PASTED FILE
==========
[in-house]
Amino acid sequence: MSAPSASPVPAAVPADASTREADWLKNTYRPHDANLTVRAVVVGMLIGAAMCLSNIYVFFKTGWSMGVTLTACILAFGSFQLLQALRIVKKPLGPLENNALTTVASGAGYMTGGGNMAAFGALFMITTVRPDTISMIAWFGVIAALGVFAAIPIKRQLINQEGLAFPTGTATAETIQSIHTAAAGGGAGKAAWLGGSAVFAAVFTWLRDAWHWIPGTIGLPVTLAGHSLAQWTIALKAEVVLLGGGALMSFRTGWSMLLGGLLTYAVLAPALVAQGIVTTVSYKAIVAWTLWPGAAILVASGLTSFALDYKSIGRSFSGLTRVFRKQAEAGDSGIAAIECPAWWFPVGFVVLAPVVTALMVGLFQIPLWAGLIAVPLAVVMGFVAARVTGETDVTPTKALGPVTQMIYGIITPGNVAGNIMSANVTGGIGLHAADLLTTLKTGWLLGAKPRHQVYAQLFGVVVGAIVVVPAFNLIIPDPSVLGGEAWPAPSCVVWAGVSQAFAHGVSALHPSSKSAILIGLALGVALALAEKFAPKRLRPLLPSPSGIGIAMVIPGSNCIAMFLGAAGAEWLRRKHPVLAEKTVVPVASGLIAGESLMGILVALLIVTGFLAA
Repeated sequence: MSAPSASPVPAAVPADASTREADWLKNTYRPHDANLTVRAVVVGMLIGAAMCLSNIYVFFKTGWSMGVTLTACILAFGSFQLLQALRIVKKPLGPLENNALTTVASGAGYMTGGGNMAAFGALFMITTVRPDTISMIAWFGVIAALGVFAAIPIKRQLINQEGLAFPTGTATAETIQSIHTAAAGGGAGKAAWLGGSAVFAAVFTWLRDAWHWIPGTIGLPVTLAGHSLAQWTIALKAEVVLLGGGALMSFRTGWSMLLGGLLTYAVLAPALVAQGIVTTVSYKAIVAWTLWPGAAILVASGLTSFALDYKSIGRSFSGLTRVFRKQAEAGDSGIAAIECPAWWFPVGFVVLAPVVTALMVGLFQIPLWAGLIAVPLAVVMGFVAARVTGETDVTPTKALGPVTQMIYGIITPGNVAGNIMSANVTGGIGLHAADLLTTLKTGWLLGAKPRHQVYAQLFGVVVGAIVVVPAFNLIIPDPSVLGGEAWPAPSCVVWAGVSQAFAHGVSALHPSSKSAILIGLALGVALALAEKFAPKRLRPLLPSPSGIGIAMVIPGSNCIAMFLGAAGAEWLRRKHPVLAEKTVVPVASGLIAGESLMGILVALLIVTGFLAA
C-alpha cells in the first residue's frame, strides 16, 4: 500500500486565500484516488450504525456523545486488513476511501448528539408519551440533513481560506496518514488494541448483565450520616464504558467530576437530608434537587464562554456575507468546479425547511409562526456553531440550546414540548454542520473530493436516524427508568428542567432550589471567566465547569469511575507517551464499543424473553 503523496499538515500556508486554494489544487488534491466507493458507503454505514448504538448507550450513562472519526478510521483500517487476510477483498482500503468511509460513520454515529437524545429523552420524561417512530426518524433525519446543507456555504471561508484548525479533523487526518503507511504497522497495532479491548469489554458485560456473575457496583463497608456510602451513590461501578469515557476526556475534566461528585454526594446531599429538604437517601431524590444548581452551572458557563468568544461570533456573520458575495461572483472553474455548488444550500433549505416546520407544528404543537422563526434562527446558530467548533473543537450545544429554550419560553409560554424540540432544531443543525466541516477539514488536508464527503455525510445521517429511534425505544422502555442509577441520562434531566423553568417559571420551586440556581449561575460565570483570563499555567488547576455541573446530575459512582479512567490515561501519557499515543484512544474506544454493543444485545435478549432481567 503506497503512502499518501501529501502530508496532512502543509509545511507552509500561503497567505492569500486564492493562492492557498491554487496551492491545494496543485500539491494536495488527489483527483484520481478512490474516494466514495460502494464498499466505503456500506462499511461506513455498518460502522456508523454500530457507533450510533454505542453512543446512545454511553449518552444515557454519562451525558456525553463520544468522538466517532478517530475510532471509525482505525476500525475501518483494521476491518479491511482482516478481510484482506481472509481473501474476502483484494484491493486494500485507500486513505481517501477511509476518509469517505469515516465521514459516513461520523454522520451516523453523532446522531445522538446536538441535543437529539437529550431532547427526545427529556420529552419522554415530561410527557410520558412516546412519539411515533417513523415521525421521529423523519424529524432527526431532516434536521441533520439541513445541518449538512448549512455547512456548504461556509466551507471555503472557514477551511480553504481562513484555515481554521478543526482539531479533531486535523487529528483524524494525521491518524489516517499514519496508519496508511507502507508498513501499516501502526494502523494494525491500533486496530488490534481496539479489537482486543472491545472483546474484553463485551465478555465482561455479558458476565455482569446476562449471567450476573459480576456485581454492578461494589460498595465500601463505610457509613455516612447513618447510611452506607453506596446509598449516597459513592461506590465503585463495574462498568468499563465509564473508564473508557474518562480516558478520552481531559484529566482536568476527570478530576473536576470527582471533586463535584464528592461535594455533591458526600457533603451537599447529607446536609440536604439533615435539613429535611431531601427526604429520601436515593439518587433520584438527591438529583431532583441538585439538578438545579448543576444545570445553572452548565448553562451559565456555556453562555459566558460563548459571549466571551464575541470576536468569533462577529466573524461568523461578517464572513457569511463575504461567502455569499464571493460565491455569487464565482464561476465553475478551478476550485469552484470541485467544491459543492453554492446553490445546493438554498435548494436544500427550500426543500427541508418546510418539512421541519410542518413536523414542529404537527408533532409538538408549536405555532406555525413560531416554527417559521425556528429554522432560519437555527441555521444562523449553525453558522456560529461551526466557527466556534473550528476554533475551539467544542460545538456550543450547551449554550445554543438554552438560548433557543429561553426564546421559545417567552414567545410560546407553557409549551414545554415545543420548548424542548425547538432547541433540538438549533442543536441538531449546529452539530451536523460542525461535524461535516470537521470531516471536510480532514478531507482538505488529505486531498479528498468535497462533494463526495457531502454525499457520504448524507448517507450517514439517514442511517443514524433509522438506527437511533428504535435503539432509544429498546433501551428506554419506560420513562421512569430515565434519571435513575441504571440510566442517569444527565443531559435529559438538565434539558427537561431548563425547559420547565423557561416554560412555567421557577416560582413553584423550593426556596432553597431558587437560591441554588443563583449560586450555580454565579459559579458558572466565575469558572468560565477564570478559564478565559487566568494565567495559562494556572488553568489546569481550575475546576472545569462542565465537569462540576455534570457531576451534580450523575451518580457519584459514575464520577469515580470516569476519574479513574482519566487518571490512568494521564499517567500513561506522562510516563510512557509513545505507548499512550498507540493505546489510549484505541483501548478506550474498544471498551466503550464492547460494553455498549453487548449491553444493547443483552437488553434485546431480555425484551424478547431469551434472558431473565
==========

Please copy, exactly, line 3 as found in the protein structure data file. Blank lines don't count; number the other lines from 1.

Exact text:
Repeated sequence: MSAPSASPVPAAVPADASTREADWLKNTYRPHDANLTVRAVVVGMLIGAAMCLSNIYVFFKTGWSMGVTLTACILAFGSFQLLQALRIVKKPLGPLENNALTTVASGAGYMTGGGNMAAFGALFMITTVRPDTISMIAWFGVIAALGVFAAIPIKRQLINQEGLAFPTGTATAETIQSIHTAAAGGGAGKAAWLGGSAVFAAVFTWLRDAWHWIPGTIGLPVTLAGHSLAQWTIALKAEVVLLGGGALMSFRTGWSMLLGGLLTYAVLAPALVAQGIVTTVSYKAIVAWTLWPGAAILVASGLTSFALDYKSIGRSFSGLTRVFRKQAEAGDSGIAAIECPAWWFPVGFVVLAPVVTALMVGLFQIPLWAGLIAVPLAVVMGFVAARVTGETDVTPTKALGPVTQMIYGIITPGNVAGNIMSANVTGGIGLHAADLLTTLKTGWLLGAKPRHQVYAQLFGVVVGAIVVVPAFNLIIPDPSVLGGEAWPAPSCVVWAGVSQAFAHGVSALHPSSKSAILIGLALGVALALAEKFAPKRLRPLLPSPSGIGIAMVIPGSNCIAMFLGAAGAEWLRRKHPVLAEKTVVPVASGLIAGESLMGILVALLIVTGFLAA